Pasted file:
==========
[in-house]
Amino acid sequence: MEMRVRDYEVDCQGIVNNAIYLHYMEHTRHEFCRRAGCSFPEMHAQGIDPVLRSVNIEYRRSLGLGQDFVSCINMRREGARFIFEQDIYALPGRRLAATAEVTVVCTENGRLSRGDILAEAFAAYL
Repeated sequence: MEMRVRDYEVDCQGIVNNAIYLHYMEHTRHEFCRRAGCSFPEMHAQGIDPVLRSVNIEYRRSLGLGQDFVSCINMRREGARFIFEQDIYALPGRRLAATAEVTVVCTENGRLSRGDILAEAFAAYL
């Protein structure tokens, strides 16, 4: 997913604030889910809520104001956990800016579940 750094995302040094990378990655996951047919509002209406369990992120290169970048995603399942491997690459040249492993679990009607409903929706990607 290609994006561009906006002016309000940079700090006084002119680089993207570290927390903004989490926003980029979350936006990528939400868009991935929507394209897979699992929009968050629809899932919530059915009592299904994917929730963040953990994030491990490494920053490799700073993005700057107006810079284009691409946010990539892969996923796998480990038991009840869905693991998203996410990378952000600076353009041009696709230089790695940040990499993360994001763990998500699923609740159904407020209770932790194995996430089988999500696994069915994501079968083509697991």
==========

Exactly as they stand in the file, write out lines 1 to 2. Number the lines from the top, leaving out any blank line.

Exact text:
[in-house]
Amino acid sequence: MEMRVRDYEVDCQGIVNNAIYLHYMEHTRHEFCRRAGCSFPEMHAQGIDPVLRSVNIEYRRSLGLGQDFVSCINMRREGARFIFEQDIYALPGRRLAATAEVTVVCTENGRLSRGDILAEAFAAYL